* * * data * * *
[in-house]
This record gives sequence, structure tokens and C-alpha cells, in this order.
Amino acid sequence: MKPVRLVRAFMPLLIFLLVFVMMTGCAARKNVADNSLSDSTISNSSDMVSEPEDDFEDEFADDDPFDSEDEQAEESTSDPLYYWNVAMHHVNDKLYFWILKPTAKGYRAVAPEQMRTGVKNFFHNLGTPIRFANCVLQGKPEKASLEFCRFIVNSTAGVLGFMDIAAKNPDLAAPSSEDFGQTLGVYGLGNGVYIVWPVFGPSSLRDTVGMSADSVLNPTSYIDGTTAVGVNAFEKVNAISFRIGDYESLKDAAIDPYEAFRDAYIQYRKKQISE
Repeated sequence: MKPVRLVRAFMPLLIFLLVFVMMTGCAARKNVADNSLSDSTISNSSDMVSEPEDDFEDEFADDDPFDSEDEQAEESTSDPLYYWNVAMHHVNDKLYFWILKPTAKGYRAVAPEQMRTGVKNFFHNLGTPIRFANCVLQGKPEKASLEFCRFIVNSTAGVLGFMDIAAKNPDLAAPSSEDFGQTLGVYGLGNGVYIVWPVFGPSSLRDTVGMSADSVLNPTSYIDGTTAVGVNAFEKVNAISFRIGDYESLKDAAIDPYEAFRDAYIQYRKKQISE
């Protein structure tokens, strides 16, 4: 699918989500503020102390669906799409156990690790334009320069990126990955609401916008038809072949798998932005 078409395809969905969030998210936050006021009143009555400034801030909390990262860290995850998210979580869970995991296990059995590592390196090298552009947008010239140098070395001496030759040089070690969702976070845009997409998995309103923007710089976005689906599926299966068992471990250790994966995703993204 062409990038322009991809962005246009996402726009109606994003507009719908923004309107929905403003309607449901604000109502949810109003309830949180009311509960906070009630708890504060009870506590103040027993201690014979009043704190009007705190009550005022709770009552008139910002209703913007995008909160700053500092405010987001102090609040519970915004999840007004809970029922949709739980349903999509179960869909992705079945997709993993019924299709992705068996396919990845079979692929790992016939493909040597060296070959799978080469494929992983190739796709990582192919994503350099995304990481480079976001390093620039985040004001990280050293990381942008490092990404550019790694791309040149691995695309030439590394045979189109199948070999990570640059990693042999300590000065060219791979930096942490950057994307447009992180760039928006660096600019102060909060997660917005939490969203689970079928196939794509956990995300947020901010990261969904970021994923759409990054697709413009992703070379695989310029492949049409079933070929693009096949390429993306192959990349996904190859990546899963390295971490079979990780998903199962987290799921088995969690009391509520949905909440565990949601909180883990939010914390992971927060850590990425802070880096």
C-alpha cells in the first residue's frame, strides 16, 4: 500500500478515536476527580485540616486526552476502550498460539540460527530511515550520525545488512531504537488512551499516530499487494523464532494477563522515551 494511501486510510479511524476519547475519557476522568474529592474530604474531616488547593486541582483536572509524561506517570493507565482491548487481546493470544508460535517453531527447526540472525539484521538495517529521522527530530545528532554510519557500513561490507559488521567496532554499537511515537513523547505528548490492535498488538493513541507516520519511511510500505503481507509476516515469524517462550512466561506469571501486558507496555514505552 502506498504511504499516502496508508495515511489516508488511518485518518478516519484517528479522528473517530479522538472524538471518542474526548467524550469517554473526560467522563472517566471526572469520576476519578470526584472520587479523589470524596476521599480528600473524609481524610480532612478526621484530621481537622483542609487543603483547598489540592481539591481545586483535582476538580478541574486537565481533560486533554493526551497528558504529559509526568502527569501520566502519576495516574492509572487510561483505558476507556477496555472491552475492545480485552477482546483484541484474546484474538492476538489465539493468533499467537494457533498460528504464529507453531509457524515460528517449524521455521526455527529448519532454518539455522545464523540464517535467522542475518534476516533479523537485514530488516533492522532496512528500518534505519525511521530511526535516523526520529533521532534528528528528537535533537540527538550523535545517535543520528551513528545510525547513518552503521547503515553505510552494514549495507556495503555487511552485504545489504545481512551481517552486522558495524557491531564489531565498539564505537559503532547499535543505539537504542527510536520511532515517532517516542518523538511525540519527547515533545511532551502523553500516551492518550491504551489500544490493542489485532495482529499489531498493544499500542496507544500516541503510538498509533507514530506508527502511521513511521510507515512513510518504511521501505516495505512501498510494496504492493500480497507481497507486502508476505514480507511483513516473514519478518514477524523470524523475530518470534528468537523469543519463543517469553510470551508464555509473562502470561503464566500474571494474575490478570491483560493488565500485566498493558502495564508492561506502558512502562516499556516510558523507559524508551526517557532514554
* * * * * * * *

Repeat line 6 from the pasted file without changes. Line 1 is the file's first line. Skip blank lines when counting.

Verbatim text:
C-alpha cells in the first residue's frame, strides 16, 4: 500500500478515536476527580485540616486526552476502550498460539540460527530511515550520525545488512531504537488512551499516530499487494523464532494477563522515551 494511501486510510479511524476519547475519557476522568474529592474530604474531616488547593486541582483536572509524561506517570493507565482491548487481546493470544508460535517453531527447526540472525539484521538495517529521522527530530545528532554510519557500513561490507559488521567496532554499537511515537513523547505528548490492535498488538493513541507516520519511511510500505503481507509476516515469524517462550512466561506469571501486558507496555514505552 502506498504511504499516502496508508495515511489516508488511518485518518478516519484517528479522528473517530479522538472524538471518542474526548467524550469517554473526560467522563472517566471526572469520576476519578470526584472520587479523589470524596476521599480528600473524609481524610480532612478526621484530621481537622483542609487543603483547598489540592481539591481545586483535582476538580478541574486537565481533560486533554493526551497528558504529559509526568502527569501520566502519576495516574492509572487510561483505558476507556477496555472491552475492545480485552477482546483484541484474546484474538492476538489465539493468533499467537494457533498460528504464529507453531509457524515460528517449524521455521526455527529448519532454518539455522545464523540464517535467522542475518534476516533479523537485514530488516533492522532496512528500518534505519525511521530511526535516523526520529533521532534528528528528537535533537540527538550523535545517535543520528551513528545510525547513518552503521547503515553505510552494514549495507556495503555487511552485504545489504545481512551481517552486522558495524557491531564489531565498539564505537559503532547499535543505539537504542527510536520511532515517532517516542518523538511525540519527547515533545511532551502523553500516551492518550491504551489500544490493542489485532495482529499489531498493544499500542496507544500516541503510538498509533507514530506508527502511521513511521510507515512513510518504511521501505516495505512501498510494496504492493500480497507481497507486502508476505514480507511483513516473514519478518514477524523470524523475530518470534528468537523469543519463543517469553510470551508464555509473562502470561503464566500474571494474575490478570491483560493488565500485566498493558502495564508492561506502558512502562516499556516510558523507559524508551526517557532514554